Indigenous Guardian Program Awarded First Ever Federal Funding

The federal government has committed $25 million over five years to funding Indigenous guardian programs.

The news, announced on Wednesday in the federal budget, marks the first time the government has ever financially supported the community-run programs, which work to monitor ancestral territories, enforce Indigenous laws, conduct scientific research and increase cultural knowledge. There are currently about 30 existing Indigenous Guardians programs across Canada.

However, the $25 million commitment represents only five per cent of what was requested by the Indigenous Leadership Initiative, which has been leading the charge to attain federal funding for 1,600 guardians and associated costs.

“This budget commitment acknowledges the leadership of Indigenous Peoples in determining the future of our lands,”said Ovide Mercredi, a senior advisor with the Indigenous Leadership Initiative.

While the investment will not enable new guardian programs to be established immediately, the seed funding will help develop a national network and prepare indigenous nations and communities to launch their own indigenous guardians programs, according to a press release from the Indigenous Leadership Initiative.

“Indigenous Guardians programs strengthen our communities,” said Valérie Courtois, the director of the Indigenous Leadership Initiative. “They create jobs, lower crime rates and improve public health. But most importantly, they inspire our young people. They connect them to the land and their elders. They give them professional training tied to their language and culture. That offers hope that can combat the despair so many Indigenous youth feel today.”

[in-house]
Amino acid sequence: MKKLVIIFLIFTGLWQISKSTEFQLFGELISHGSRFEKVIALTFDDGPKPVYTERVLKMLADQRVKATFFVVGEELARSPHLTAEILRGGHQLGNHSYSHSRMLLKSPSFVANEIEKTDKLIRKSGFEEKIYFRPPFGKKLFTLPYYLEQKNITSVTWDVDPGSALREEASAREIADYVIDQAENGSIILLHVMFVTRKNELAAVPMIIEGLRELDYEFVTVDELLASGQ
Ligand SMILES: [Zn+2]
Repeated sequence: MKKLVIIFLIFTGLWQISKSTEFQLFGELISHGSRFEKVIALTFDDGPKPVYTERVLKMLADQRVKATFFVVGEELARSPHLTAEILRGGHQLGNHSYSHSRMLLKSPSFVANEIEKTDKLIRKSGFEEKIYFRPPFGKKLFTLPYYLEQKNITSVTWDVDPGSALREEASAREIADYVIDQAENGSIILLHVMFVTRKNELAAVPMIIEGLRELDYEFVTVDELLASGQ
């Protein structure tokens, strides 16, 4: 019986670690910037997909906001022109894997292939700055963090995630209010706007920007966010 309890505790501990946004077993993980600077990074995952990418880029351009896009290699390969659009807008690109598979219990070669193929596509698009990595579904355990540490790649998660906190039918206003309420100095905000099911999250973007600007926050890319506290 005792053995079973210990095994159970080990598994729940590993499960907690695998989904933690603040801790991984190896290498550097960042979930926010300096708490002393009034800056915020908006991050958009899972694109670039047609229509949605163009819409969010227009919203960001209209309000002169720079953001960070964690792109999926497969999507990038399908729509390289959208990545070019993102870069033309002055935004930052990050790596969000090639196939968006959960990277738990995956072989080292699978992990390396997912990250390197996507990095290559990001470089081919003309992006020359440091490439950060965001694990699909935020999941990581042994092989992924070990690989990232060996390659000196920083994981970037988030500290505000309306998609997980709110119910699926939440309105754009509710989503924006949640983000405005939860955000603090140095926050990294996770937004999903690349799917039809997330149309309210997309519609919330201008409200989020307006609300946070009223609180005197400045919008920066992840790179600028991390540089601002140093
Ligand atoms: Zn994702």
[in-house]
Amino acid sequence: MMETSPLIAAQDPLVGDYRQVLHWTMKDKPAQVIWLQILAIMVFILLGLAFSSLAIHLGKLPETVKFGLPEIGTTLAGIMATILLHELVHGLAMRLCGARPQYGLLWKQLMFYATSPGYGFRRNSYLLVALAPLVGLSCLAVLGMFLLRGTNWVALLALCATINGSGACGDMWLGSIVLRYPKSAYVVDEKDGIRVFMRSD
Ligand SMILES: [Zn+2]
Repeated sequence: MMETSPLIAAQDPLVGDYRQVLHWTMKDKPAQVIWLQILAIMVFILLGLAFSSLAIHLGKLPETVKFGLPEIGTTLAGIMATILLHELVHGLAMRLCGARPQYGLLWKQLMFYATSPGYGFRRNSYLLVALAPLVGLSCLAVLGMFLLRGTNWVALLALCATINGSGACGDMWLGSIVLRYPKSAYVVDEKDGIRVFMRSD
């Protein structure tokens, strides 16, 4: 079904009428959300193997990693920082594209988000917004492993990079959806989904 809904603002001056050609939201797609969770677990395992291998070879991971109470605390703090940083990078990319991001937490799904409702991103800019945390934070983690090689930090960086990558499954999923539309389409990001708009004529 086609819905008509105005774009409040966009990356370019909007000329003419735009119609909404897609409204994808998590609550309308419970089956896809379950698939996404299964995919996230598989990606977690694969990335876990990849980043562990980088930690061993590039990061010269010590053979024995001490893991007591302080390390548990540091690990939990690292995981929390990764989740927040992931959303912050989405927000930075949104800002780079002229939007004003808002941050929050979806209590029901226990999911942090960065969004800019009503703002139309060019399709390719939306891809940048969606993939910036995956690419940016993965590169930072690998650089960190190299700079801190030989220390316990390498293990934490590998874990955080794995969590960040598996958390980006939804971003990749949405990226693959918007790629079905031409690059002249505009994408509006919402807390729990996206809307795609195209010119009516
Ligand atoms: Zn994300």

A recent study of Indigenous Guardians programs in the Northwest Territories found that every dollar invested in the programs generated $2.50 in social, economic and environmental value. Sustained federal funding would increase the value to $3.70.

“A critical driver behind Indigenous communities having authority to manage lands and waters is having active and fulsome on-the-ground programs such as Indigenous guardians: really having the boots on the ground, the eyes and ears there to monitor and protect and manage their lands and territories,” says Claire Hutton, community conservation and leadership advisor at TNC Canada, an affiliate of The Nature Conservancy

Provincial and Federal Enforcement Lacking in Many Regions

Douglas Neasloss, chief councillor of the Kitasoo/Xaixais Nation on British Columbia’s Central Coast, recalls conditions in his nation’s territory some two decades.

“We saw so many illegal activities,” he says. “Everything from illegal poaching of abalone — which was our food that was wiped out almost 20 years ago — to illegal forestry, to a lot of different types of illegal fisheries, to illegal hunting.”

Yet Neasloss says they would only see BC Parks once or twice in a “good year,” and the federal Department of Fisheries and Oceans even less than that. The Great Bear Rainforest spans over 100,000 square kilometres — with his nation’s ancestral territory making up some 5,000 square kilometres of that — which means that vast areas were effectively unmonitored.

That’s where the idea of the “guardian watchmen” came in, following the lead of the Innu in Labrador, which first established a program in the early 1990s.

In 2005, the Coastal Guardian Watchmen Network was created. There are now watchmen programs in eight coastal communities — including Old Massett (Haida), Bella Bella (Heiltsuk) and Hartley Bay (Gitga’at) — and over 20 more across Canada. And many more communities want to establish programs: Hutton says there were 30 communities at the recent national gathering organized by Indigenous Leadership Initiative, with upward of 200 communities that have expressed interest.